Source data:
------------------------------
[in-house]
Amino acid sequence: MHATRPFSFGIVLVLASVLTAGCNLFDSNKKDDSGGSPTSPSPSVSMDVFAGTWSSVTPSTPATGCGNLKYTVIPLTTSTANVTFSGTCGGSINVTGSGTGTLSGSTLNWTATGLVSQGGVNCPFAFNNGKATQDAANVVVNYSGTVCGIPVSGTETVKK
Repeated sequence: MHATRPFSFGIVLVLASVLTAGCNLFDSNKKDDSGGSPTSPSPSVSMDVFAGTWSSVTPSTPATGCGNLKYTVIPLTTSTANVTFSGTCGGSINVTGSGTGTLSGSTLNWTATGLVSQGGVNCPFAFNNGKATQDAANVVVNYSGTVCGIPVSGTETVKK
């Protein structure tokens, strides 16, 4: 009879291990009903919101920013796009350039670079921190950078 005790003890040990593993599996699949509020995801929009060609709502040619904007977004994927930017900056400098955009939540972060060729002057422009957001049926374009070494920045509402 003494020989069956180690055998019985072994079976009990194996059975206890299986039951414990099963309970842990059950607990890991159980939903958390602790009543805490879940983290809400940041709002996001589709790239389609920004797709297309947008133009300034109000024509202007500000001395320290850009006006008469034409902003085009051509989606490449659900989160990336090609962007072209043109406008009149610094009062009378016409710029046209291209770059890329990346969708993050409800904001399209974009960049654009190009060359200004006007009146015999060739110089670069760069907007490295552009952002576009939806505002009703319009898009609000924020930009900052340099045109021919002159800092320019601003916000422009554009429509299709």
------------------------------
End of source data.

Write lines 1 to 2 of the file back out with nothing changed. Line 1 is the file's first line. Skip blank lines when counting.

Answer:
[in-house]
Amino acid sequence: MHATRPFSFGIVLVLASVLTAGCNLFDSNKKDDSGGSPTSPSPSVSMDVFAGTWSSVTPSTPATGCGNLKYTVIPLTTSTANVTFSGTCGGSINVTGSGTGTLSGSTLNWTATGLVSQGGVNCPFAFNNGKATQDAANVVVNYSGTVCGIPVSGTETVKK